Dear Colleague,

League President and CEO Jesse Rosen

Like all of you, the League of American Orchestras is wrestling with tough decisions as the COVID-19 pandemic continues to unfold. While there are no easy answers, there are lots of opportunities for sound judgment rooted in shared values and strong cultures.We are hearing a common thread from orchestras in communities of all sizes: all are urgently concerned about serving their communities in a moment of need while ensuring the well-being and economic future of the people who are at the heart of their organizations. By the hour, orchestras are facing difficult choices about how to support their musicians, teaching artists, international conductor guest soloists, and the full array of staff in this extremely unpredictable time. What can you do? Engage, listen, include all voices, be open and transparent about decisions, set clear expectations, and communicate, communicate, communicate. And leaders remember, it’s not all on you. Let your staff, board members, and peers step up; you’ll get better results and probably feel better, too.      

Orchestras are collaborating and innovating to serve their communities through the orchestral experience. The public response to concerts streamed to audiences from New Haven to Seattle has been an overwhelming affirmation of the power of orchestral music to lift the human spirit.

Our community of League members, with our networks for support and learning, is our lifeline now. We have seen connections among members grow stronger this week as orchestras have come together virtually, on our League 360 discussion group, to discuss the challenges of responding to the COVID-19 pandemic and to share the solutions they are finding.  

We will continue to build out our resources for you as the situation requires. In the meantime, please read below for our most recent updates and guidance.   

Resources Page

As you may know the League is curating a set of resources to help orchestras respond to the pandemic, with information from authoritative sources on topics ranging from business continuity to communications. We will continue to update this, so we encourage you to check back often. In the past couple of days, for example, we have added resources related to:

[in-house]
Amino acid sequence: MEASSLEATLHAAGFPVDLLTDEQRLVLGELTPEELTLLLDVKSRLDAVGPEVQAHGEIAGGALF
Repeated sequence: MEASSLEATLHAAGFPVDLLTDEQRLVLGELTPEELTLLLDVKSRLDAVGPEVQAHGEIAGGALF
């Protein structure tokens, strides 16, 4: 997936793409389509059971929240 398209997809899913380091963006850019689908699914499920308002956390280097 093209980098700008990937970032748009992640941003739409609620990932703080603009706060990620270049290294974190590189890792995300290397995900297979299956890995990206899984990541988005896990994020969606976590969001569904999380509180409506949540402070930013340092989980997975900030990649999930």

As Congress and the Administration consider new forms of federal economic assistance that may be targeted or widespread, orchestras are contacting elected officials to let them know of the unexpected loss of event-dependent revenue, income for musicians, and declines in charitable contributions. Orchestras have contacted more than 200 members of Congress in the past 24 hours to ask for COVID-related relief in response to the League’s action alert, and the effort remains underway. The League is also among major national nonprofits partnering to draw the attention of Congress to the help needed for all nonprofit organizations and the communities they serve. (PDF)

Streaming Concerts

Orchestras are rapidly considering how they can continue to serve their communities through streamed concerts and digital learning events. An agreement has been reached between the leaders of many U.S. orchestras and the American Federation of Musicians of the United States and Canada, the musicians’ union, which will allow orchestras whose communities are impacted by the COVID-19 crisis to more easily offer audio or audio-visual streaming of certain performances to their audiences. As a service of the League, member orchestras with questions about planning, strategy, and production may contact the League’s electronic media consultants, Michael Bronson or Joe Kluger.

Our Meetings

Just as you are making decisions on whether to cancel concerts, the League is grappling with its upcoming events. We postponed a Board Governance seminar scheduled for April, and we are holding our next board meeting virtually. We have postponed the Bruno Walter National Conductor Preview until next year.

As of this writing, we have not canceled our 2020 National Conference but we have announced a refund policy. Rest assured that as we contemplate our options, including virtual conferencing, our primary focus is on the health and welfare of our members.  

Long Term

Throughout all of this, we pledge to continue to be transparent, to communicate frequently, and to put your interests – and those of the communities we serve together – first. Please let us know if you have questions or ideas, and please continue to share your challenges and solutions with the League and your peers. We have been through tough times before, and working together, we will prevail.



Jesse RosenPresident and CEO, League of American Orchestras

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